Story by Jamie Groh
CAPE CANAVERAL – SpaceX is taking back-to-back launches to a new level this week. If everything goes to plan, the company is set to shatter one of the Space Coast’s longest-held rocket launch records on Friday, Dec. 16.
Between 4 and 5 p.m., the year’s 55th and 56th launches are set to liftoff potentially less than 35 minutes apart. The missions will occur from the company’s two Florida launch pads – Pad 40 at Cape Canaveral Space Force Station and Pad-39A at Kennedy Space Center.
Friday could rewrite the record for the quickest turnaround between orbital launches from the Space Coast which has stood since November 11, 1966. On that day, James Lovell and Buzz Aldrin launched aboard the Gemini 12 mission just 90 minutes after the launch of the Agena Target Vehicle they would later meet up with in orbit to practice rendezvous and docking with.
SpaceX did not respond to inquiries from FLORIDA TODAY, part of the USA TODAY Network, for this story.
While the company is notoriously tight-lipped with information about its launch practices, last month Sarah Walker, SpaceX director of Dragon mission management, told reporters “We can utilize different control rooms and different personnel and work together with our various customers on the minimum spacing between launches.”
“We could support launches on the same day, off of the two different pads,” Walker said.
The company’s quickest turnaround between launches stands at about 15 hours. That record goes back to December 2021.
SpaceX flew a Falcon 9 from Vandenberg Space Force Base in California on Dec. 18 that year taking a stack of Starlink satellites to orbit. Then 15 hours later, from Pad 40 at Cape Canaveral Space Force Station a second Falcon 9 lofted the Turksat 5B mission for Turkey.
History of double launches
While Friday’s feat is set to be remarkable, double daily launches from the Space Coast isn’t completely unheard of. The last time it occurred was just four months ago.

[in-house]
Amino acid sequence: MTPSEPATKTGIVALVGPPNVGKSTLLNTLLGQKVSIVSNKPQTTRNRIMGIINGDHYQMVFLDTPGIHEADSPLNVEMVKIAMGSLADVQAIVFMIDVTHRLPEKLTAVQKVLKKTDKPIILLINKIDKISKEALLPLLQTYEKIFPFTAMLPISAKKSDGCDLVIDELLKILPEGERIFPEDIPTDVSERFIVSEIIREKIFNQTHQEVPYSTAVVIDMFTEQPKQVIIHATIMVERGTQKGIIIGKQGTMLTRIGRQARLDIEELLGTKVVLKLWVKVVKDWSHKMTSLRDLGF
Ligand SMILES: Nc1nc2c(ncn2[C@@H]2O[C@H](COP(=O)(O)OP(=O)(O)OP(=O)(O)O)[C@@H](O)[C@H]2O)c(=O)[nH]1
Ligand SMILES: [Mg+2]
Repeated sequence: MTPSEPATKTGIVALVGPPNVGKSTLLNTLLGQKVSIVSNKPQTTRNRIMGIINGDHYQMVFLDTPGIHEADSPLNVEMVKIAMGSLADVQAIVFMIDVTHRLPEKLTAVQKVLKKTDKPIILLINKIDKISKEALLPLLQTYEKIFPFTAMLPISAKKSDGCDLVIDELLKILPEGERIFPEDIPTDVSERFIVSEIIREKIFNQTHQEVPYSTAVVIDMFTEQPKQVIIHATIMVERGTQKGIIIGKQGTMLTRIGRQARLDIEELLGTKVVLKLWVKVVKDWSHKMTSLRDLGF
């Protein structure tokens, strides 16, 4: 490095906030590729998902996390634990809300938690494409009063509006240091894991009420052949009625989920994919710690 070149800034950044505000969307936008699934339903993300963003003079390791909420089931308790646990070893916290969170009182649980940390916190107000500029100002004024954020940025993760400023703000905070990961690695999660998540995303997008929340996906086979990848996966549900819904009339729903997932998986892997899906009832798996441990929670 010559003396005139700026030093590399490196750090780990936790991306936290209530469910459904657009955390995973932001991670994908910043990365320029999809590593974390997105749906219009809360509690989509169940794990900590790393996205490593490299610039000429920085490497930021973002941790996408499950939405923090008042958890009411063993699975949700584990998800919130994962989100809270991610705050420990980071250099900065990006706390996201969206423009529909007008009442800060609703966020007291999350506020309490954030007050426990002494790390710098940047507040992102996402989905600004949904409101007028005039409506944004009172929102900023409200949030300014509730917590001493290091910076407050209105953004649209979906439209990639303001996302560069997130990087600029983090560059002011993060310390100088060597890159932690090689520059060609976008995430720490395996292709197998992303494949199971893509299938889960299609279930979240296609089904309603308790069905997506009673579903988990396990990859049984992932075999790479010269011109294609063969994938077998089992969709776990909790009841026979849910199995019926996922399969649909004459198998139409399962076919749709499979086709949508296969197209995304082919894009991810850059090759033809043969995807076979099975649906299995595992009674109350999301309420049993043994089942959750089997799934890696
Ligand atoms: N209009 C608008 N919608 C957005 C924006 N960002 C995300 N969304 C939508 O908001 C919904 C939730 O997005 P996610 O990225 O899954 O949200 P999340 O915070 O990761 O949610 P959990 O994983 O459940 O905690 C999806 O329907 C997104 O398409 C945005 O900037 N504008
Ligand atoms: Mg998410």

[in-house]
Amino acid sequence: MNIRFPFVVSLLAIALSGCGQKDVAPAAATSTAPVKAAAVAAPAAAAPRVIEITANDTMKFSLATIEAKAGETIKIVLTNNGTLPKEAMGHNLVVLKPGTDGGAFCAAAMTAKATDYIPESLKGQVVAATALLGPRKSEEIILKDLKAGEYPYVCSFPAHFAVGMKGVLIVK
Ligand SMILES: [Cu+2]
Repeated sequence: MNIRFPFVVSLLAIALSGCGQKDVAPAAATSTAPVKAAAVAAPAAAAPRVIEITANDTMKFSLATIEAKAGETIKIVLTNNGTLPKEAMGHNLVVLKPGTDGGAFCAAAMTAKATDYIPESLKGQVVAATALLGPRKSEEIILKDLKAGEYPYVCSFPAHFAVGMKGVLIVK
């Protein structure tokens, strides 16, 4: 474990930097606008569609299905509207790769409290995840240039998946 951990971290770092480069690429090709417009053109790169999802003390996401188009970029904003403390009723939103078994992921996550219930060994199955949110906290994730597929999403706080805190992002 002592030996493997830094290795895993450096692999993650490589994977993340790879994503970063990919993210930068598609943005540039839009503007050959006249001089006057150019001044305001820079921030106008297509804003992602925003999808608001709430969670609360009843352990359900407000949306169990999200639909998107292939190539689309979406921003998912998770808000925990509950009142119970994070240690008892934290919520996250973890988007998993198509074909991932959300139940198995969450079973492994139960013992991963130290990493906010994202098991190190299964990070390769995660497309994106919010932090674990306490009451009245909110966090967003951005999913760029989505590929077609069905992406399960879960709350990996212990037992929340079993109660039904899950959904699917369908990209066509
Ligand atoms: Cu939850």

Thirteen hours apart, United Launch Alliance and SpaceX both hosted launches from Cape Canaveral Space Force Station on August 4.
Launching multiple rockets on consecutive days, let alone hours or minutes apart, was once difficult for the U.S. Air Force’s Eastern Range, John Tribe, a retired Apollo program engineer, told FLORIDA TODAY.
But, with “the advent of the autonomous flight termination system the range can now support shorter flight intervals and Friday’s schedule reflects that,” he said.
That’s a change that was implemented for the first time on SpaceX’s Falcon 9 CRS-10 resupply mission to the International Space Station for NASA in February 2017.
A self-contained, independent system mounted to the launch vehicle designed to deliberately destroy a rocket in the event of an emergency, the Autonomous Flight Safety System “provides the capability to not only reduce reliance on aging range infrastructure, but enhances the ability to support more launches by expediting range turnaround times with more stringent safety standards and fewer people on console while reducing overall launch costs,” a 2017 U.S. Air Force statement explained.
What’s being launched on Friday? When are launch times?
Up first on Friday, A Falcon 9 from Pad 40 at Cape Canaveral Space Force Station will loft a pair of internet communications satellites for its customer SES, a Luxembourg-based satellite operator. Liftoff is set for between 4:21 p.m. and 5:49 p.m.
Then, between 4:54 and 5:13 p.m., at nearby Pad 39-A at Kennedy Space Center another Falcon 9 will send another batch of SpaceX’s own internet-beaming Starlink satellites to orbit.
Both missions are expected to feature first-stage Falcon 9 booster landings on separate drone ships stationed in the Atlantic Ocean a short time after liftoff.
“The diminishing time between missions is impressive but not as impressive to me as the continued SpaceX successes in landing and reusing their (Falcon 9) first stages,” said Tribe, “That was inconceivable to us in days gone by and still blows my mind.”
Weather forecast promising
As for the weather for Friday’s potential record-breaker, forecasters with the Space Force’s 45th Weather Squadron said in a report on Tuesday that launch conditions for both missions are expected to be 90% “go.” A cold front should pass later in the week and only a slight chance of clouds should linger for Friday’s launch attempts.
“After the front pushes through, drier and cooler air will begin to filter into the area by Friday afternoon,” Space Force forecasters said Tuesday. “The only concern for Friday’s attempt is the small risk of a Thick Cloud Layers Rule violation from any lingering mid-level cloud cover.”
Should they be needed, backup launch opportunities around the same time on Saturday, will see weather conditions deteriorate slightly to 70% “go.”
“By Saturday, even though the front will remain to our south, a mid-level disturbance will bring in some additional moisture from the Gulf and increase cloud cover in the area,” forecasters said.